May 18, 2013

Review: is smart a smart choice?

Small is beautiful, but pehaps small is not always smart: Smart is certainly small, but is Smart actually also smart?

In case all this makes your brain itch: we're talking about the Smart citycar, or, as their website would have it, the "smart uncar" (note the uncapitalised name). At 106.1 inches (2695mm) length it's shorter by a third than the diminuitive Ford Ka. The Smart ForTwo is basically a sedan cut in half - giving a whole different slant on the word "coupé". (The Smart ForFour was longer, but is no longer in production).

It's hard to get a handle on the Smart: it's half a car, but with all four wheels. But it's still significantly larger than half a car: its 8ft 10in length would fit sideways (just) in an oversized parking spot at a mega-mall, but in most cities you still need a full parking space for it. The only places where it would have an advantage are very cramped cities like ancient Asian and European towns that were built for pedestrians.

Another baffling feature is its "Automated Manual" transmission, which lacks the fun and satisfaction of manual transmission, without offering the ease of auto transmission. One of those oxymorons, sort of like a constitutional monarchy, which has a king or queen as well as a fully functional democratically elected parliament.

The price is also quite a bit more than half the price of a sedan that can carry five people. But what I find most disappointing in this "uncar" is the fuel efficiency: the 36 mpg delivered by the 70 HP gasoline engine (see table below) earns only a "C" on Europe's fuel efficiency label.

To put this in perspective: a Honda Fit will carry five people (plus a cello) for just about the same fuel economy (35 mpg), and the 2013 Fit starts at $15,425, or only $1,095 more than the Smart. So, is it smart to buy a Smart?


Smart Coupé, gasoline and electric

Smart Smart
Type Pure Coupe Electric Drive Coupe
Year 2013 2013
Emissions rating BIN5 / ULEV  
MSRP $ 14,330 $ 25,000
CelloMom Rating
Fuel Economy:
City/Hwy quoted 34 / 38 mpg 122 / 93 MPGe
Avg. quoted 36 mpg
107 MPGe
Range 70 mi
Avg. actual 44 mpg  
Carbon emissions, quoted    
Engine 1.0L, 3-cyl, 12-vlv  
Power 70 HP @ 5800 rpm 74 HP (55kW)
Torque 68 lb-ft @ 4500 rpm 96 lb-ft
Transmission Smartshift 5-spd
"Automated Manual"
(rear wheel)
Fuel Premium Unleaded 120V / 240V
Length, mm(in) 106.1 in  
Width, mm(in) 61.4 in  
Height, mm(in) 60.7 in  
Weight, kg(lbs) 1080 lbs 1984 lbs
Trunk volume, liters(cuft) 12 cuft (to roof)  
Turning radius, m(ft) 28.7 c-c  
Top speed, kph(mph)   78 mph


Certainly, its looks are very smart. It's highly customizable inside and out, even for the "pure" and "passion" trims available in the US (again, note the lower-case designations). On the "BRABUS Xclusive" trim (see the German website) you can probably specify everything down to the colour of the stitching on the leather upholstery, and you get a surfeit of capital letters in the trim name. Of course, the price is also nearly twice that of the basic "pure" trim.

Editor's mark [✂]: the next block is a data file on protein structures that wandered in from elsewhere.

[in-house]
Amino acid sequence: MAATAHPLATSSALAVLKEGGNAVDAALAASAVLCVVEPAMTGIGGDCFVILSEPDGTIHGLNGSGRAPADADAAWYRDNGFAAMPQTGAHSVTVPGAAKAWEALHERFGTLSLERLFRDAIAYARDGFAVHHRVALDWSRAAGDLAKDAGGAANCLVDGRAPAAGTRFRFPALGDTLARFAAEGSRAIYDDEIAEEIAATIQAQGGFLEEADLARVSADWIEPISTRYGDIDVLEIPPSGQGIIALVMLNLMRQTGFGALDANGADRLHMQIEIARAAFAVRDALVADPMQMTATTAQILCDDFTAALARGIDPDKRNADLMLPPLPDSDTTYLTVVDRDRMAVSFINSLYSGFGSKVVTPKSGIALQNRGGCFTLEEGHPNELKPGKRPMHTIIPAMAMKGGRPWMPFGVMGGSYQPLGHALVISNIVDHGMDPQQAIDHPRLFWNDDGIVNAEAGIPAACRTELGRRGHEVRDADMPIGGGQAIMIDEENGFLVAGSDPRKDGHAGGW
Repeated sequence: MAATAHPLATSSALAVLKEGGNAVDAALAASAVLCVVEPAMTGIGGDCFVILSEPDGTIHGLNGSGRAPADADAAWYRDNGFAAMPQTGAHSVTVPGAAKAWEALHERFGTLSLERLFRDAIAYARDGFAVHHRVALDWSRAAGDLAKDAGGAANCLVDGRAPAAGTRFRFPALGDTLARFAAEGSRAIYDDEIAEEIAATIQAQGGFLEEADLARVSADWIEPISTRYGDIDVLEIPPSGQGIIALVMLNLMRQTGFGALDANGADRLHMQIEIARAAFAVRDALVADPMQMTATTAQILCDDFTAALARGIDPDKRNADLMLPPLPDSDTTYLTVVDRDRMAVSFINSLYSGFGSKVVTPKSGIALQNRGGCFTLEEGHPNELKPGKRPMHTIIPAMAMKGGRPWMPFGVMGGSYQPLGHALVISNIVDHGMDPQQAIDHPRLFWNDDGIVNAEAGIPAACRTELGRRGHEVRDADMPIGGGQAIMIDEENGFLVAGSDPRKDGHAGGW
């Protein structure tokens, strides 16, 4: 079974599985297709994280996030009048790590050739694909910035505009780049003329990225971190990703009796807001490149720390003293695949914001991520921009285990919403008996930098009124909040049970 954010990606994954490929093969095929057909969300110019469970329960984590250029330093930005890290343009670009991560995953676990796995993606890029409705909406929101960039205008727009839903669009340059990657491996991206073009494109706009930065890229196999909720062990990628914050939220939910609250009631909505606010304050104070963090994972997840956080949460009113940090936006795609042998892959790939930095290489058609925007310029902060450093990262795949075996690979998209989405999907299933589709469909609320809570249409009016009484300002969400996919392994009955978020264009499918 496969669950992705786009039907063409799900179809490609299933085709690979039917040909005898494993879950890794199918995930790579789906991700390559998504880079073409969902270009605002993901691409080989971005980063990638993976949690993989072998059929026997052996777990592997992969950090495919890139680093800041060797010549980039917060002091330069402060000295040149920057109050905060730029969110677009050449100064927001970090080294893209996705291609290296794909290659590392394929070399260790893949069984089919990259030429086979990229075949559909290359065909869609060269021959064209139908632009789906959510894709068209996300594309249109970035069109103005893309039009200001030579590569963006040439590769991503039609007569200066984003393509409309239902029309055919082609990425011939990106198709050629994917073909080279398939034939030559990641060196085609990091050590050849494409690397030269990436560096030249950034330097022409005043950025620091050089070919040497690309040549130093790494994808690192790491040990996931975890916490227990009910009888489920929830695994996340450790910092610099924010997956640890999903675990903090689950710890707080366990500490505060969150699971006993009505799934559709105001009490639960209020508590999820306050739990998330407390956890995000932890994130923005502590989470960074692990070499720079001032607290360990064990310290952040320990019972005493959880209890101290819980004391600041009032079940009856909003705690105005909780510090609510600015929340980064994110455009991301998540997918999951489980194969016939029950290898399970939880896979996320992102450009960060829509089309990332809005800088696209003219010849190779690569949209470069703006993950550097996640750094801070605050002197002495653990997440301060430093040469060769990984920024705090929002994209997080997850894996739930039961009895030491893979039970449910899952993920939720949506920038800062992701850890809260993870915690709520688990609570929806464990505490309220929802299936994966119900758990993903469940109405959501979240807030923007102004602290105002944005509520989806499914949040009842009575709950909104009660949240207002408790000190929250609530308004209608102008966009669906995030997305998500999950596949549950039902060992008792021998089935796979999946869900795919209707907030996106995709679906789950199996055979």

Recently introduced to the US is the Smart the way it was originally intended to be: the coupe with Electric Drive, whose price tag exceeds that of the basic coupe by $10,670. Perhaps it is appropriate that the Electric Drive version has been called an "eco-trinket": small and expensive, its electrical efficiency is comparable to that of a Nissan Leaf.

But it will still only carry two. Even though the two can be as tall as Kobe Bryant, who features in a series of Asian commercials for Smart, e.g. the "Big, in the city" Chinese ad. And much has been made of the luggage capacity of the Smart coupé, with people demonstrating the packing of a Smart for a camping trip, or the transport of fairly large objects (resting on the open rear flap). It's not how I would move a cello.

Photo Hans Linnet

So what do you do with a vehicle that can carry two and not much else, and that you would hesitate to take out on the interstate where a truck driver might mistake it for a brightly coloured pebble skipping over the asphalt? Why, you can take it out of its comfort zone and pump it up so it can pretend to be a monster truck. This is not an eco-trinket.

(Thanks to the "These DAMN Gas Prices Are Killing Me" page for the image and the link).

Personally, I would call that unsmart.

But now the folks at Daimler-Benz have come up with a really smart idea: They started messing with the pedals. That's right, the pedals: while the gasoline ForTwo has a boring gas pedal, the electric ForTwo, which doesn't have gas to pedal, is said to have a "fun pedal". Since more is better, they have now introduced a version of the smart that has two pedals. Electric, of course. Now that's what I call an "uncar". And it's smart.

(Click on the image to go to the German smart splash page).



You may also like:
1. How the Dutch got their Bicycle Paths
2. Review: BMW 1 Series
3. How to buy a gas sipper for less
4. 2012 Turkey Award: MonsterMini



  1. So would a cello fit in the passenger seat at least?

    1. Are you sure you want to put a cello in the passenger space? It wouldn't fit _on_ the seat; and I don't know about you, but I wouldn't put a cello in the footwell to lean against the seat, either: too dicey.


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